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Monika Heidemann 55 Bar, New York, New York December 14, 2005
Singer Monika Heidemann, whose album Bright I recently reviewed, appeared with her band at 55 Bar on Christopher Street in NYC for a 7:00-9:00PM show. It was a very cold evening, and it was just as well that things did not get started until 7:30, since that was when the crowd arrived, seemingly all at the same time. Doing tunes both on and off the album, Heidemann was in good voice, and the band in good form, despite the fact that they really could not let go in the small space of 55 Bar. Coming from yet another angle and influence, true jazz was played at a very high level. It is always interesting to hear a live performance of studio material, and see how the "extra" things that can happen in the studio get handled live. In the case of Bright, there were some extra voices and instruments. It turned out, however, that the only thing missing was the studio polish, which was to be expected, and which, however, was replaced by the impact of a live performance.
Heidemann's compositions start from somewhat stream-of-consciousness poetry, both her own and others, with the music following the accents of the text, spinning out melodies of no fixed structure. The arrangements, therefore, are more complex than usual. Her voice is very clear and she sings with very little vibrato, making it more of an instrument on par with the rest of the band.
The players were superb. Vibraphonist Matt Moran uses four mallets, sometimes using a bass bow to get a singing sound. He said that this technique was common in a classical new music setting, but not generally in use in jazz. He also used a variable vibrato pedal, which he said was unique. Doug Young's guitar playing was very interesting in that he not only put effects to good use, but what he played was not in the common guitar idiom. Even more amazing was the fact that drummer Simon Lott and bassist Derek Layes were subbing and had little rehearsal, but nevertheless sounded as spontaneous as Moran and Young; such is the high degree of musicianship in New York City.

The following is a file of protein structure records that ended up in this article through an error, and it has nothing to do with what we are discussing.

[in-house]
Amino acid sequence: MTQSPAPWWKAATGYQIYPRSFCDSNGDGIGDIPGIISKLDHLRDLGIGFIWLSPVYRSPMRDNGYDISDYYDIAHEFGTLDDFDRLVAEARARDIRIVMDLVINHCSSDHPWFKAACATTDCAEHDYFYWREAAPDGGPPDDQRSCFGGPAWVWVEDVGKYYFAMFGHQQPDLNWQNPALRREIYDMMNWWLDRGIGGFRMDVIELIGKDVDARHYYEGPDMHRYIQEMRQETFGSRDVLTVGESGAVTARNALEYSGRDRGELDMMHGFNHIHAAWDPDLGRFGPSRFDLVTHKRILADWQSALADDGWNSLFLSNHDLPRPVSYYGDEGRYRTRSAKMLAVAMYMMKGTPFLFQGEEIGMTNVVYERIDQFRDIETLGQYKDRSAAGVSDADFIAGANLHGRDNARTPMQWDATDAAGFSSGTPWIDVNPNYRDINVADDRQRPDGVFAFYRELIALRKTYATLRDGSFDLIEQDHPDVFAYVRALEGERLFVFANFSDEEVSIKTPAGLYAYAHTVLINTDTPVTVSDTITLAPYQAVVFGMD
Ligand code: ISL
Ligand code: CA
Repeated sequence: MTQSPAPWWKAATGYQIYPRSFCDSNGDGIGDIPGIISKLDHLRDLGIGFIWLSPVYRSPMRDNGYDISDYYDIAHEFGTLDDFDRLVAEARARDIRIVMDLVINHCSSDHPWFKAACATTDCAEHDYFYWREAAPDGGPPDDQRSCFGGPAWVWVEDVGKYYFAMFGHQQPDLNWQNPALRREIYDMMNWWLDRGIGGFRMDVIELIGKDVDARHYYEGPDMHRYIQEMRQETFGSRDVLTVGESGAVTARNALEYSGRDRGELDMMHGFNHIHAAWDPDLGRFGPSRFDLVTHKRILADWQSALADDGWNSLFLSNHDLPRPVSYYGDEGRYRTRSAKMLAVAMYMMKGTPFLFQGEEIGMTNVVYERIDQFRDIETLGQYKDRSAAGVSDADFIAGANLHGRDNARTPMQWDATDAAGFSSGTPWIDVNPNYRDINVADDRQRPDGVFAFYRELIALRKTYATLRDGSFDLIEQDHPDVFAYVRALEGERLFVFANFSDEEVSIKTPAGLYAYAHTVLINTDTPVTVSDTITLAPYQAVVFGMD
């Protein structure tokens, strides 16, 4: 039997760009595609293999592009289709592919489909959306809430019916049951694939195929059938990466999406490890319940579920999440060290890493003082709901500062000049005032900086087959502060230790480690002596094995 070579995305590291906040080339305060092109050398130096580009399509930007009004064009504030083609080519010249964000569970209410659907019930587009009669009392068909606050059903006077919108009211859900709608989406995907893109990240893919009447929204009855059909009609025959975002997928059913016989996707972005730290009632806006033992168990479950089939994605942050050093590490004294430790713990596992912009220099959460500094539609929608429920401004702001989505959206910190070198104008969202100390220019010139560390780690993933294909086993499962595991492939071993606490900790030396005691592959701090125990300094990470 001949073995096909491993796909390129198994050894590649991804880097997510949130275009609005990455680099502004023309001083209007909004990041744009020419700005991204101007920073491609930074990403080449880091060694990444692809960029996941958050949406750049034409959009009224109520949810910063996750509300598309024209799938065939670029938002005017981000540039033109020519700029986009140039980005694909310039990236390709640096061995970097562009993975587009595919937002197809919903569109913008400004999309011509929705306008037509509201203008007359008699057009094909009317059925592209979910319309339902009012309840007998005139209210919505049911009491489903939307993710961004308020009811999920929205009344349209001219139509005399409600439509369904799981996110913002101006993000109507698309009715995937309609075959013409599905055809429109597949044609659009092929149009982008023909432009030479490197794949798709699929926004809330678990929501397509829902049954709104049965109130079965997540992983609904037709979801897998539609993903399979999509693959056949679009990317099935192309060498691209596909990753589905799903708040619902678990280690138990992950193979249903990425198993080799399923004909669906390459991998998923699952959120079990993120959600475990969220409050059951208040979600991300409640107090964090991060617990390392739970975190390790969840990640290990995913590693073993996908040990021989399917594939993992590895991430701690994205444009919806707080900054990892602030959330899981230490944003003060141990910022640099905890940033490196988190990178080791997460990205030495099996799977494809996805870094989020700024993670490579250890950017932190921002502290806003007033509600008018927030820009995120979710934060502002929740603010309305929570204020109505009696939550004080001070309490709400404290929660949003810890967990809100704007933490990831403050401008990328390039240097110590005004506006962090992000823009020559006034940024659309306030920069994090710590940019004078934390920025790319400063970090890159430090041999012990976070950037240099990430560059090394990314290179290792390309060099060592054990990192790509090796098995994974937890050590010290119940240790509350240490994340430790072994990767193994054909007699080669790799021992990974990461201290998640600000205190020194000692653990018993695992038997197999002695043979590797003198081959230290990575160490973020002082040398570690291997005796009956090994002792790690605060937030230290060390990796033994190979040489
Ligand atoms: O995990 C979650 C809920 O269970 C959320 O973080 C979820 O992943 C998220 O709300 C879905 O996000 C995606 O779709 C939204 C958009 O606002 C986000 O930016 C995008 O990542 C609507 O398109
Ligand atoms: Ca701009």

When the band got the chance to improvise, the sound created was thrilling, with Moran and Young blending their sounds behind each other, in front of the driving propulsion of Lott and Layes.
The music was new, different and very creative. It engaged the mind while getting everyone moving. The set was wonderful and the Monika Heidemann Band shows real promise.
I was first exposed to jazz when I was studying at the University of Puerto Rico. Nearby, I found a little record shop where the music coming from the store (Taller de Jazz Don Pedro) made me stop. I walked down the short stairs and towards the music and learned that the music playing was Clifford Brown and Max Roach
I was first exposed to jazz when I was studying at the University of Puerto Rico. Nearby, I found a little record shop where the music coming from the store (Taller de Jazz Don Pedro) made me stop. I walked down the short stairs and towards the music and learned that the music playing was Clifford Brown and Max Roach. I fell in love with it. I wondered around until the owner (Pedro Soto) asked if I needed help. He then introduced me to John Coltrane, Miles Davis, Gerry Mulligan and the rest is history. I walked out of the store with my first jazz recording: Clifford Brown and Max Roach at Basin Street.